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A sparkling account of the British Empire
on 15 October 2011
Jeremy Paxman stylishly, wittily, sardonically and graphically summarizes the history of the British Empire. The Introduction is a treat in itself, and already it shows the author ready to spice his comments with adjectives like "unhinged" (for Gordon's mission to Khartoum) or "cracked" (for Baden-Powell) - there will be more such in the rest of the book.
It is quite a challenge to cover some three and a half centuries and involving every continent - many of which Paxman has visited for the television series to be based on his book - in under 300 pages of text (plus a bibliography of 32 pages! No wonder he pays generous tribute to Jillian Taylor, his researcher). In such a small space, Paxman not only manages to tell the stories - brutalities, heroics and all - with which many members of an earlier generation would have been more familiar than among those who have grown up in our post-imperial days - but he also finds room, in the text or in the footnotes, for the unfamiliar, the illuminating or witty anecdote, and for personal comment or interpretation. There is, for instance, the lovely scene of the first trade mission to the Chinese emperor in 1793 (followed by the weasel words with which the website of Jardine & Matheson conceals the origin of that firm's prosperity in the opium trade); or the extended account of the building of the Uganda Railway, beset as it was by two huge man-eating lions (one of whom had too diseased a lower jaw to kill larger prey - Paxman's comment: "the railway workers were a sort of convenience food.")
Scathing though Paxman is about the materialist motives (often cloaked in beliefs about the superiority of the white man and of his religion) which led to the expansion of the Empire, he pays due tribute when he comes to the high-minded: the Evangelicals who put an end to the slave trade; the genuine outrage about the abuse of power in 18th century India and the subsequent insistence on standards of integrity; the sincerity, endurance, unselfishness and educational work of the missionaries, who often strove to protect the local people against exploitation and sometimes supported the cause of independence; the ethos of pluck, fairness, leadership, team-work, and playing by the rules inculcated in so many colonial district officers on the games fields of their public schools (and, he might have added, the belief in hierarchy, the sense of responsibility and the confidence of command resulting from the prefect system).
Given the space devoted to anecdotes and many extended accounts of picturesque incidents, it is remarkable that almost all the major themes of British imperial history appear in this book. One exception, I think, is the story of how, learning from the loss of the American colonies, the British, between the 1840s and the 1870s, relaxed their grip successively on Canada, the Australian colonies, New Zealand and Cape Colony, giving them "responsible government" - essentially what would now be called autonomy or Home Rule - so that, by the outbreak of the First World War, they were all but independent. The British declared war on their behalf in 1914, but effectively acknowledged their full independence when it invited them to sign the Treaty of Versailles. That treaty gave Britain yet more territories to control - acquisitions by which Paxman considers "the reach of empire finally exceeded its grasp."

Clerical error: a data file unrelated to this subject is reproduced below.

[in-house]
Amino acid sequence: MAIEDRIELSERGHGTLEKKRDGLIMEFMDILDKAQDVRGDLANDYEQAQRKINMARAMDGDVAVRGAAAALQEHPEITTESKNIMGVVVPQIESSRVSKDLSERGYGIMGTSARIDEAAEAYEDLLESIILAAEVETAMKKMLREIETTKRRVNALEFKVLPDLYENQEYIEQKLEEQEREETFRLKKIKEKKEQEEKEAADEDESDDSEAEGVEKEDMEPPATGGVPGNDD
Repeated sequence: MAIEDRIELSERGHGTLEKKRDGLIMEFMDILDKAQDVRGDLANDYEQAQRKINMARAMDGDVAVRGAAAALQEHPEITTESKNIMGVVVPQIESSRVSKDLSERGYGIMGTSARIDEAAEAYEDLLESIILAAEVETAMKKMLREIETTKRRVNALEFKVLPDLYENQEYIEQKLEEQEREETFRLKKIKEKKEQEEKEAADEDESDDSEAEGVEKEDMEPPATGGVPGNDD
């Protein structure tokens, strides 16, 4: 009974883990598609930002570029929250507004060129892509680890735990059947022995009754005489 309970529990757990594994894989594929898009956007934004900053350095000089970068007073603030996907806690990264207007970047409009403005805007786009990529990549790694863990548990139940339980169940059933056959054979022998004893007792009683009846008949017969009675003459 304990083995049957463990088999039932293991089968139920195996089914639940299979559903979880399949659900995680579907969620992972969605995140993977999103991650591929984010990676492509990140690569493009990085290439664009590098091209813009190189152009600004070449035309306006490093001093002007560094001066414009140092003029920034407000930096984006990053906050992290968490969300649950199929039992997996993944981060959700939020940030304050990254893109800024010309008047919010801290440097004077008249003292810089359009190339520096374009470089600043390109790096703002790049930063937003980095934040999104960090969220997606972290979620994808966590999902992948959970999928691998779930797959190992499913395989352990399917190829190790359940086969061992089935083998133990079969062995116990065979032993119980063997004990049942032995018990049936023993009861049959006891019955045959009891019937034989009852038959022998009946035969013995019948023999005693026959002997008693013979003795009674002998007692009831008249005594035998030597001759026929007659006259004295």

And so we come to the decline of the Empire. Paxman mentions diminishing lack of public interest as early as 1924, when the Empire Exhibition at Wembley was rather a flop. There was some anti-imperialism on the left; but that was as nothing compared to the influence of anti-imperialism from outside: from the United States (critical at Suez), the Soviet Union, and of course the increasingly vocal nationalist opposition in the colonies themselves, which had begun in India as early as the foundation of the Congress Party in 1885 and the Muslim League in 1906.
The Empire survived the First World War, but, as Paxman says, it was the Second World War which "really sank" it. At its end, Britain recovered the lands she had so shamefully lost to the Japanese; but, like France and Holland, she was too exhausted to hold on to what she had regained and, during the next two decades, to hold on to almost all her other colonial territories. Today, Paxman tells us, there are just fourteen tiny specks left; the most important of these are Gibraltar and the Falkland Islands, reconquered from the Argentinians.
Paxman thinks that Dean Acheson's 1962 dictum that "Great Britain has lost an empire and has not yet found a role" is still true today. In a rather acid conclusion, he writes that, though Britain no longer has an Empire and has even all but forgotten it, she still thinks that this island nation is so different from her European neighbours that she stands aside from it; that the work of her colonial subjects had brought her wealth that, according to him, still makes her feel that the world owes her a living; and that this has made her economic decline steeper than it might otherwise have been. A sparkling book ends on this rather depressing note.